I try to emphasize that God is with this family in this situation and He is there to be a presence that is supportive and loving. If possible, I will speak to the child as well as to the family about Jesus being with them.
PE: What about a family facing a long-term challenge?
HUDSON: I want to let them share and review their life. Often those themes speak to GodÕs being with them now. Their life of faith may have been uncomplicated, and now it has taken this crazy turn. But you continue to lift up how God is involved in the moment to bring hope and a sense of divine presence in a world taken over by technology and medicines and strangers and being away from home and being disconnected from faith communities.
PE: How do you help families reaffirm their understanding of GodÕs goodness when they see their child suffering?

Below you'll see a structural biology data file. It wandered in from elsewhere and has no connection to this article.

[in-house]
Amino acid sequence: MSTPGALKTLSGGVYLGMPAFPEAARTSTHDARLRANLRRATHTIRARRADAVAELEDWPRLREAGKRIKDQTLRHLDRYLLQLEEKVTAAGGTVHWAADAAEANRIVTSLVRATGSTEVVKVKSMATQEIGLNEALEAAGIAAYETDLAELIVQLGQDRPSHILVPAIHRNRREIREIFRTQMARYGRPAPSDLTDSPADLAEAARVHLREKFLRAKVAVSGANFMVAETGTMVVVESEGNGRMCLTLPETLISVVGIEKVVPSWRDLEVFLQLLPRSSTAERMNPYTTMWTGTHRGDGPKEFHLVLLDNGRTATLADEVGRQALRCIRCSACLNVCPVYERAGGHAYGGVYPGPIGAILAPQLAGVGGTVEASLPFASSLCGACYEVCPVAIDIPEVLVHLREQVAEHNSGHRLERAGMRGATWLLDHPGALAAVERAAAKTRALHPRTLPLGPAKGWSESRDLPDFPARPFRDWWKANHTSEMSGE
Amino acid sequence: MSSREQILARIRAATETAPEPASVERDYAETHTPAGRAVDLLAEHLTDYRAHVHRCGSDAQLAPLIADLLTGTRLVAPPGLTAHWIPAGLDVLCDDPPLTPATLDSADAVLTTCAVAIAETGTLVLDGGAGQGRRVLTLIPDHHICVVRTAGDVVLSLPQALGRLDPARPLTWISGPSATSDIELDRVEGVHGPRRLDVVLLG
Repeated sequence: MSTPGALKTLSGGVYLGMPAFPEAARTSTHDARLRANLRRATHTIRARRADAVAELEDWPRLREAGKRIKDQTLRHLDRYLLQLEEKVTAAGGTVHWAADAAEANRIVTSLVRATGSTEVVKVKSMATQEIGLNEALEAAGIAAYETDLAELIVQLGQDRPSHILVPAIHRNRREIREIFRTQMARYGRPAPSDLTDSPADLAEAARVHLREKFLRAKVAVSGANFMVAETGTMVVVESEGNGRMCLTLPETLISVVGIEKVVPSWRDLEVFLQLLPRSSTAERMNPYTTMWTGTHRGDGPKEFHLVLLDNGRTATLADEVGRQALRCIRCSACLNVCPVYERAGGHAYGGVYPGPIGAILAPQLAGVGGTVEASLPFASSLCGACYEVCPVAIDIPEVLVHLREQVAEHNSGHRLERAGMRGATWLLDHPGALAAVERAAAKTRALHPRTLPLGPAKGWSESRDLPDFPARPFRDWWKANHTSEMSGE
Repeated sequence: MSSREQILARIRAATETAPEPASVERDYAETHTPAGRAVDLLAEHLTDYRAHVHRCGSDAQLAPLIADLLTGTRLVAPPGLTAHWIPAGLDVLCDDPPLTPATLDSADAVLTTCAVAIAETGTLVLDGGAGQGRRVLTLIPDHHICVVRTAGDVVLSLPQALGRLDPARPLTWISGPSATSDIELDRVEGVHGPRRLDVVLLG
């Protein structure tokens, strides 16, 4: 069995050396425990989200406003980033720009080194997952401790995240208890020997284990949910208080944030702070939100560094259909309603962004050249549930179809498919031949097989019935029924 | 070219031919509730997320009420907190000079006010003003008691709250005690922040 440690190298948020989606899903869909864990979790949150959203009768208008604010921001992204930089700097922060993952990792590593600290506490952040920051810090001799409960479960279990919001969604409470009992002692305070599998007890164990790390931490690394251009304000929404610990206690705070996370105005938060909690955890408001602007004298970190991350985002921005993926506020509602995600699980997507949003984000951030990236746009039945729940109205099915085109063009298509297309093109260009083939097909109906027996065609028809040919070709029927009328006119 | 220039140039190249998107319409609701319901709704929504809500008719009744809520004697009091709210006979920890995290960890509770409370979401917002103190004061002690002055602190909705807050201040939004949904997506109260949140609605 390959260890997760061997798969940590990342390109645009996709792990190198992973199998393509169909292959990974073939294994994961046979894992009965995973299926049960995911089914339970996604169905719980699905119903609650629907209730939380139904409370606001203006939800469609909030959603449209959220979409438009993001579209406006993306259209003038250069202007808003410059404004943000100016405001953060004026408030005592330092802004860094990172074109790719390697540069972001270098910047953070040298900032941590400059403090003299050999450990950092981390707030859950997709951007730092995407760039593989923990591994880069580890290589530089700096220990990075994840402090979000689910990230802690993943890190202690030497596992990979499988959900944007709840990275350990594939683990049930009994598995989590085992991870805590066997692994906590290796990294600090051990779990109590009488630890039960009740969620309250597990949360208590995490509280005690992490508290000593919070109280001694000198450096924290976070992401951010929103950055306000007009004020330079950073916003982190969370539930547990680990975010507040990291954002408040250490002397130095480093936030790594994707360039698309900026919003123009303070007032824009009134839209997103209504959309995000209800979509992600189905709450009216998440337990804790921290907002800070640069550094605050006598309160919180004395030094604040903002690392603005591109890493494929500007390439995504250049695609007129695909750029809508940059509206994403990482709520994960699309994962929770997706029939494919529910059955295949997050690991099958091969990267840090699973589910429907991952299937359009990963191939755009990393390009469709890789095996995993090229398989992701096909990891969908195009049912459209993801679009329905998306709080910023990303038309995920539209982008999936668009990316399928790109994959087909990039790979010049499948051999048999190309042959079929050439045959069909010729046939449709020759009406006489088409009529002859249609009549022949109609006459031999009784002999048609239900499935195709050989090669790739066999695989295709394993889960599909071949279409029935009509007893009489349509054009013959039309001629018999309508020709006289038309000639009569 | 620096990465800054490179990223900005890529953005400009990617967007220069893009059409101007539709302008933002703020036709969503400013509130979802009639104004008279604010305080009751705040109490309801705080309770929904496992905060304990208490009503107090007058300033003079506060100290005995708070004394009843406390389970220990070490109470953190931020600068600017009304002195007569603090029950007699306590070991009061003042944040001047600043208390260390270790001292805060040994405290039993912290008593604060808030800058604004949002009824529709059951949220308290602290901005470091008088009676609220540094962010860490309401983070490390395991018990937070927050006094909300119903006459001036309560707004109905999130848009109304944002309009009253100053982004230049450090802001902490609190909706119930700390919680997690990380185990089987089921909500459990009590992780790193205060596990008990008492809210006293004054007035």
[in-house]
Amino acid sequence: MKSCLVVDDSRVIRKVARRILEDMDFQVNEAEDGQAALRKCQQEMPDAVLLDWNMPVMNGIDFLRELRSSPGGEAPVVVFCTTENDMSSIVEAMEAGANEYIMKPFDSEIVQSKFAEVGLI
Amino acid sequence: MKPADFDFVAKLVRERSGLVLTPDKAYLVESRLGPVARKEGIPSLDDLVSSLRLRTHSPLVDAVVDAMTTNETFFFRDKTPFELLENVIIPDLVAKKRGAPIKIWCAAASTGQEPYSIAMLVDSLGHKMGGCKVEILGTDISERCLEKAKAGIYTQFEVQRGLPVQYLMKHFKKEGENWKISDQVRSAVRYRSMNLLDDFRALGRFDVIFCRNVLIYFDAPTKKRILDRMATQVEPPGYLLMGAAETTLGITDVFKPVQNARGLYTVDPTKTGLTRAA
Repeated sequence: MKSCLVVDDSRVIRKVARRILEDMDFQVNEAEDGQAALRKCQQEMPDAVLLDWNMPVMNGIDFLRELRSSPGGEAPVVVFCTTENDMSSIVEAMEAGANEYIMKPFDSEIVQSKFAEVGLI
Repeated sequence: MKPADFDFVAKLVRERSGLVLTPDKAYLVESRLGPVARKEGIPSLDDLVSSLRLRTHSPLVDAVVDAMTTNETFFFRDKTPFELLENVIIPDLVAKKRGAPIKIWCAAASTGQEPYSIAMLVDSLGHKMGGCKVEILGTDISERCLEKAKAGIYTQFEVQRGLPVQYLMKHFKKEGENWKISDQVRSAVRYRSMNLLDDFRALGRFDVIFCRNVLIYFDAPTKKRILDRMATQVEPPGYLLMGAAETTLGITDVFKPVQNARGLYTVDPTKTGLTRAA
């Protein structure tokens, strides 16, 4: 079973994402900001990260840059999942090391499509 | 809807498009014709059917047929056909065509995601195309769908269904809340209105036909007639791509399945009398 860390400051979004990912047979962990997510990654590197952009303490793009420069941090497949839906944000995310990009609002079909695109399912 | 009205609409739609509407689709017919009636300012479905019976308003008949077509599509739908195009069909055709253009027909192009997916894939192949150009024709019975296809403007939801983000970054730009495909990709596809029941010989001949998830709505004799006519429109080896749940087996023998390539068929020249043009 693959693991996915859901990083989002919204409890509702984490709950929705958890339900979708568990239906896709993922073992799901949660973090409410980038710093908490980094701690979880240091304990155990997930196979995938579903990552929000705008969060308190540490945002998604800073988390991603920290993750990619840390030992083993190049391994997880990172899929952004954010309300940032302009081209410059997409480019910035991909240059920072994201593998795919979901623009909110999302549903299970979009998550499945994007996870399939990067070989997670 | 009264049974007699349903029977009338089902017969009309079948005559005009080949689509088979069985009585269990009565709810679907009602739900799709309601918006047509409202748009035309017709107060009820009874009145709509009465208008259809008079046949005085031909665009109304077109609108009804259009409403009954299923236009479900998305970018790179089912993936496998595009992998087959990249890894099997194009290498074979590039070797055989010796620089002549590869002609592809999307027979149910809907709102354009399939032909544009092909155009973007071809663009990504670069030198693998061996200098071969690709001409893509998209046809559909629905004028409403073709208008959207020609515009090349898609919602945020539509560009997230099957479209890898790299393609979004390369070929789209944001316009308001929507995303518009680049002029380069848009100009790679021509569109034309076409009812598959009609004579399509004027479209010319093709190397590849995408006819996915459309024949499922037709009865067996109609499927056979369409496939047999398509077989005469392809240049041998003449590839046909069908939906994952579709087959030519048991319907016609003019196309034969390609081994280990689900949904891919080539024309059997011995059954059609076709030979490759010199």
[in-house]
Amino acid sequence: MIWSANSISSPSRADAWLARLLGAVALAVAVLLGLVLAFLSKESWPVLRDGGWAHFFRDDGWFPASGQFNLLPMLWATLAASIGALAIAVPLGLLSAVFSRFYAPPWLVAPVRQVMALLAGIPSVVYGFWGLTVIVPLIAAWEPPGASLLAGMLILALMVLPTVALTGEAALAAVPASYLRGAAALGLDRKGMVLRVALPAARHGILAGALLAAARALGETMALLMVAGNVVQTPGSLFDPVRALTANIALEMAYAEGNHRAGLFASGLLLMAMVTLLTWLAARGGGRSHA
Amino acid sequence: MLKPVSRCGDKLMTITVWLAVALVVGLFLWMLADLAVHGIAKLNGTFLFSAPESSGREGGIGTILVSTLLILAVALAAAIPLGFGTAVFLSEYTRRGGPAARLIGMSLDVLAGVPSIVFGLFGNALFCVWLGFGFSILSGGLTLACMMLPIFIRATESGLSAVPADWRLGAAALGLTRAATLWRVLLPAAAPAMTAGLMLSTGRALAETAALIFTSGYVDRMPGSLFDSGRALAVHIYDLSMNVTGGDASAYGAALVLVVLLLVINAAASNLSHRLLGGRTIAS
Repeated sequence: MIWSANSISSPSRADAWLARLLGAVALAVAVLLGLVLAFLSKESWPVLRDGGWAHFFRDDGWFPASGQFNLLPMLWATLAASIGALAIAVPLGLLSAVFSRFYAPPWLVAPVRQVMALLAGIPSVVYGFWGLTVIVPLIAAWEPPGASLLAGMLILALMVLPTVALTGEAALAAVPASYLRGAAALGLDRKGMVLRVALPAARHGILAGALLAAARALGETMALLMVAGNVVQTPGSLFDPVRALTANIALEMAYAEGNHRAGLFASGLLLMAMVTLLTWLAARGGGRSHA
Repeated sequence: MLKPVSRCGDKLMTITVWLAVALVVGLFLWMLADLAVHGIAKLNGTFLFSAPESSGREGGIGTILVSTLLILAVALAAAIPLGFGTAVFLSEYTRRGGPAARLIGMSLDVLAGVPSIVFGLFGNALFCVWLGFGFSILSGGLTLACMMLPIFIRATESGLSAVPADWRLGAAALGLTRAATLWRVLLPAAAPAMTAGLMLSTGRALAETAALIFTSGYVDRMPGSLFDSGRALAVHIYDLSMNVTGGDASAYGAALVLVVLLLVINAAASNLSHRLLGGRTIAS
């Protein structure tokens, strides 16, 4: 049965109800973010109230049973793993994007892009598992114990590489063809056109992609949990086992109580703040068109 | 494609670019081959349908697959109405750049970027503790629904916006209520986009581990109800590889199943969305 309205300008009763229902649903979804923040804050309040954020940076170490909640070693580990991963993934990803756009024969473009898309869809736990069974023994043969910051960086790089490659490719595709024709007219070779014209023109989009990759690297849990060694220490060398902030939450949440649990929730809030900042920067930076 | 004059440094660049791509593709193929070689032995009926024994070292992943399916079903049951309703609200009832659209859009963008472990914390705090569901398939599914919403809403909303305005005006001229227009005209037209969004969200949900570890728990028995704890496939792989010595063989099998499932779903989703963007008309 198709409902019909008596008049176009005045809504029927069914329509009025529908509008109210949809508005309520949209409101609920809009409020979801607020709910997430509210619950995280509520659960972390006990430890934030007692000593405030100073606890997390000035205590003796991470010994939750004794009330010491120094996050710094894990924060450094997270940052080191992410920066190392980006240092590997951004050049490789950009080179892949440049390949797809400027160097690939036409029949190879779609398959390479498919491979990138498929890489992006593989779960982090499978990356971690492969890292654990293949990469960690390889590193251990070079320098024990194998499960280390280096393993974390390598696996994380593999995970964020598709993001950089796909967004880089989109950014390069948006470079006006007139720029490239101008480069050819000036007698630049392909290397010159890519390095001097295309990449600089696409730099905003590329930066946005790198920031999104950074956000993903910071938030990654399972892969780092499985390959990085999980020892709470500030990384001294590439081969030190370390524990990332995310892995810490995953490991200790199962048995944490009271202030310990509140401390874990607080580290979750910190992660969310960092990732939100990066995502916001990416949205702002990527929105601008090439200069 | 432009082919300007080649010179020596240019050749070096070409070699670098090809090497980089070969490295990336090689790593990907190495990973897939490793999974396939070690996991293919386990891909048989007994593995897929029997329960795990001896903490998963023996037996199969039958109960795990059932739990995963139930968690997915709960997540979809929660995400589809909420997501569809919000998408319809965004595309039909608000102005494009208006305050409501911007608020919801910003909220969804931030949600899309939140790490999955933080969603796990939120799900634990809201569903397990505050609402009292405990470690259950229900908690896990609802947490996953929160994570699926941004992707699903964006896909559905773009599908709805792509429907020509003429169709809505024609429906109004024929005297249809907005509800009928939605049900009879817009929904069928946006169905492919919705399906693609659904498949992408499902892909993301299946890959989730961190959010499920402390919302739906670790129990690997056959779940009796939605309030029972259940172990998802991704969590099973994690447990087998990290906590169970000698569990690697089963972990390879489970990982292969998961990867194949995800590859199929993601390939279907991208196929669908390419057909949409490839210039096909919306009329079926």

HUDSON: Scripture is full of every human emotion or reaction to what life brings. It is helpful to remind families how human the people in Scripture were. Even JesusÕ emotions were a part of what He experienced. ItÕs important to listen to the experiences and emotions families are facing and not judge them — not run away from them, not offer a hasty answer, but simply listen and be present and keep coming back.
PE: Have you seen the miraculous take place?
HUDSON: I see miracles all the time. ThereÕs a Korean family in our pediatric intensive care unit. They have a 5-year-old daughter. This is her third visit — the third, basically near-death experience. She came in during a crisis and most of the team felt she would not survive. But there are two pastors in this family. They are trusting God that this is not going to take her life, that there are some big plans for this young girl. They rally in prayer; they stay optimistic. The last couple of mornings she has not been connected to a ventilator and sheÕs awake and interacting. ThatÕs a miracle.